Banner Image

17th Distance Library Services Conference: Contributed Papers


Important Dates

Call for Proposals


Conference Begins
April 20, 2016

Stay Connected!

Join the conference mailing list!

Contact Us

  • Email
  • Phone: 770-933-7669

Contributed Papers & Presentations


Completed papers should be scholarly, well-organized, and clearly written. Be sure to consult the "Standards for Writing Papers" page to assist you in composing your paper.

In general, paper sections and organization should follow the style of the Publication Manual of the American Psychological Association (APA) 6th Edition (2009). For help with APA style, please see:

Your paper is expected to be in journal publication-ready condition when submitted, meaning you have proofread and copy-edited your paper before submitting it for review. Please follow and submit the completed Author Checklist with your file. Papers that do not conform to APA guidelines as outlined in the Author Checklist may be returned for corrections.


Written paper must be no less than five (5) pages in length, excluding appendices and references, submitted by Nov. 8, 2015.

All papers must be submitted as Microsoft Word documents. Papers submitted in PDF or any other format will not be accepted.

Track Changes mode must be completely removed from your document before it is submitted; use the MS Word Inspect Document feature to do this. Do not hide the changes by clicking “Show Final”; this is not a permanent fix and it is not acceptable. For more information on using the Inspect Document feature, please see:

Include the paper title, author(s), and affiliation(s) at the top of the first page, aligned center. The exact spelling and order of name(s) and affiliation(s) that appear on the paper will be used in the official conference program with no exceptions or changes after submission and should be identical with the author’s agreement.

A justified abstract (one paragraph, no more than 150 words) must follow the title, author(s) and affiliation(s), and also aligned center. Adjust the margins for the abstract to two (2) inches on left and right.

Tables and figures should be submitted in a separate file from your paper, with one table or figure per page. Please note that figures include graphs, charts, maps, drawings, photographs, screenshots, and other illustrations. You may include note(s) in your paper for where you prefer your tables and figures to appear, but Conference Proceedings editors reserve the right to adjust position for clarity.


All papers are expected to follow these formatting requirements:

  • All margins must be one (1) inch on all sides for the body of the paper.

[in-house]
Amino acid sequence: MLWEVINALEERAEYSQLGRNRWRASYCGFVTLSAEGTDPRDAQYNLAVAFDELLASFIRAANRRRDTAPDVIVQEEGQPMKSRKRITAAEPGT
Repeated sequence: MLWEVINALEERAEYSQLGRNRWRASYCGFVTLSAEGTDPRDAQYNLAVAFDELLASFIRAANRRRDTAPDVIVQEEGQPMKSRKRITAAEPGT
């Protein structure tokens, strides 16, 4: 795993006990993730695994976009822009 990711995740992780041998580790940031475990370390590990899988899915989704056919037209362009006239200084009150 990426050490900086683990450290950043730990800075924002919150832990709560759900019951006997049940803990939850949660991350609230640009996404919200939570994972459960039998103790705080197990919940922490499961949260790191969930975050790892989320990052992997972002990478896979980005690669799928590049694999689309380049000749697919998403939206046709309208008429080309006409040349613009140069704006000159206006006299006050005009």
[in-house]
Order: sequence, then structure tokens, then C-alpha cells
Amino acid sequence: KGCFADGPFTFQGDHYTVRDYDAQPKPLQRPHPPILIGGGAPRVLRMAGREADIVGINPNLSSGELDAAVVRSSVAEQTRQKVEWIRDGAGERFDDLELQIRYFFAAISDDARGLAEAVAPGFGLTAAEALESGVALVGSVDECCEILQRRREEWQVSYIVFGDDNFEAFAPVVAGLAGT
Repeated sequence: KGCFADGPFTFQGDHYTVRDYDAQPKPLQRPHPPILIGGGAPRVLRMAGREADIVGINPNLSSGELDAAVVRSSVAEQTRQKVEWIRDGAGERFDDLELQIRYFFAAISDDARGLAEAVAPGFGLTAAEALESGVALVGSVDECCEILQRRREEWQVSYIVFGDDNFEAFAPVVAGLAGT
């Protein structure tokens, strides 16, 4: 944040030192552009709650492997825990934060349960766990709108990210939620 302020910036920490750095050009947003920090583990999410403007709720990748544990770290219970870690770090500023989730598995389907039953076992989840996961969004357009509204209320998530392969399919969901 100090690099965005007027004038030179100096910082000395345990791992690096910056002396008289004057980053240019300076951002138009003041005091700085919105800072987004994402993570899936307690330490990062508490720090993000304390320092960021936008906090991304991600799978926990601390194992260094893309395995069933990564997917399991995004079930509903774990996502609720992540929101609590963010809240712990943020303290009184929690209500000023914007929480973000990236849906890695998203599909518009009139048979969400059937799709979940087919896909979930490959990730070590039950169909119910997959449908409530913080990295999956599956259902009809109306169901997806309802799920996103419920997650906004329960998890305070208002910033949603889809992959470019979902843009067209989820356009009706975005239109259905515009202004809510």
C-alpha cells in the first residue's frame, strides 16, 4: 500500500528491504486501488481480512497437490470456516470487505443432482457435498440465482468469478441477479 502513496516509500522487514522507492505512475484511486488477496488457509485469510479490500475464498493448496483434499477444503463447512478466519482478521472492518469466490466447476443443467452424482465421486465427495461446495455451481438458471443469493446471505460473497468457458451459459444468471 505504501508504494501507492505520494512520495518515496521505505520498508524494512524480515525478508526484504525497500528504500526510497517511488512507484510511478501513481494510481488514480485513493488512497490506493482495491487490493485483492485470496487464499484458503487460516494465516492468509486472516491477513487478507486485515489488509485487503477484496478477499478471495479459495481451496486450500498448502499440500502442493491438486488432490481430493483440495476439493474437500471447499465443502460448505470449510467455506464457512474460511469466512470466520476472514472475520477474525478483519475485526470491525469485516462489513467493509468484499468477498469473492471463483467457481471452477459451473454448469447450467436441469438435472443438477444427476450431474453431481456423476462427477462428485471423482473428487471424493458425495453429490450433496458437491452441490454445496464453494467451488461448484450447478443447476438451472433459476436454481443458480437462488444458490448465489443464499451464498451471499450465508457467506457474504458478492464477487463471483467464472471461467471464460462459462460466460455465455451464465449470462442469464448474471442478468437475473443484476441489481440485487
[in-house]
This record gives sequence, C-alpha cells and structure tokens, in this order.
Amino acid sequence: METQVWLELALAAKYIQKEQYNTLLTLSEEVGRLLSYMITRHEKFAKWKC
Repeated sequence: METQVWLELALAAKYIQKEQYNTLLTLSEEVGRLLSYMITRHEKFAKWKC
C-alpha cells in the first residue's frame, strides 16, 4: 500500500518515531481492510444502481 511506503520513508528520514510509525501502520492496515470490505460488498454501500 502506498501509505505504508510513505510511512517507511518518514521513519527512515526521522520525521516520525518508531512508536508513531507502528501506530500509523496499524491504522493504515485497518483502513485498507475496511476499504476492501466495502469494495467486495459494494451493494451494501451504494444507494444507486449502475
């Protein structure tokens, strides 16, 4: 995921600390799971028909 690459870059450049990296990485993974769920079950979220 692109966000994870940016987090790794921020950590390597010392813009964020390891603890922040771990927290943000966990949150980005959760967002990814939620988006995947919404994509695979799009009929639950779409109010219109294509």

• Use 12pt, Times New Roman font.
  • Align your text to the left and indent the first line of each new paragraph by a standard Tab (0.5 inches).
  • Your paper headings must follow the format specified by APA 6th Edition. For more information, please see: 
  • All tables and figures must be labeled in the proper APA format. Include a short, descriptive title above each table, with any additional information contained in a note below the table. Include figure titles and descriptions in a caption below each figure. For more information on formatting, please see: and
  • Per APA 6th Edition style, if a work has five (5) or fewer authors, cite them all on the references list, as well as in the first in-text citation for that work. For more information on formatting citation author names in APA 6th Edition, please see: 
  • IMPORTANT: According to APA 6th Edition style, all citations included in the references list must correspond to an in-text citation, and vice versa. Check to see that your citations match and that all are present both in-text and on the references list. You may include resources not cited in-text in an appendix of suggested reading. EXCEPTION: personal communications are cited in-text, but not in the references list. For more information, please see:


Some exceptions to APA 6th Edition are advised in order to create a clean look for the Conference Proceedings, which will contain every paper alphabetically by lead author's last name. These include:

  • Do not number pages, and do not include a running head. This will allow the editors to combine all papers into one unified proceedings document.
  • Use single spacing within paragraphs, and double spacing between paragraphs. This helps to save space within the unified document.


Papers should follow a standard structure using an introduction, body, and conclusion:

  • The introduction should stimulate the reader’s interest, explain the issue to be discussed and the broader context of the issue, state the author’s thesis or purpose, and summarize the main sections of the argument or discussion to follow in the body.  
  • The body of the paper should support the argument or discussion identified in the introduction by presenting ideas, facts, examples, and other evidence that will lead the reader to understand the author’s thesis. 
  • The conclusion should sum up the paper’s thesis and the evidence presented to support it. The conclusion may also call for actions based on the information presented, identify future directions for research or practice, and/or place the paper’s thesis within the broader context of the issue.

Each paper should demonstrate an objective and scholarly approach to writing. Papers should always be written in the third person.

The title of the paper should appropriately reflect the main theme, issue, or information discussed in the paper. An ideal title piques the reader’s interest in the topic of the paper. 

Each paper should include evidence of a literature search and familiarity with current literature relevant to both the thesis and the broader context in which the issue exists. Two key questions to be asked in this connection are:

  • What have others said about the issue or topic?
  • How is this particular thesis different from what others have discussed in the literature?

Each paper should contain citations to relevant or appropriate literature and include a list of references at the end.


Conference papers will generally fall into one of the following four categories:

Authors should decide into which category the paper will fit. In other words, is the paper's primary purpose to:

  • Describe practices at a specific institution?
  • Report the results of a research study?
  • Describe and discuss current issues or practices in a general sense?
  • Provide instruction to the reader?

Case Studies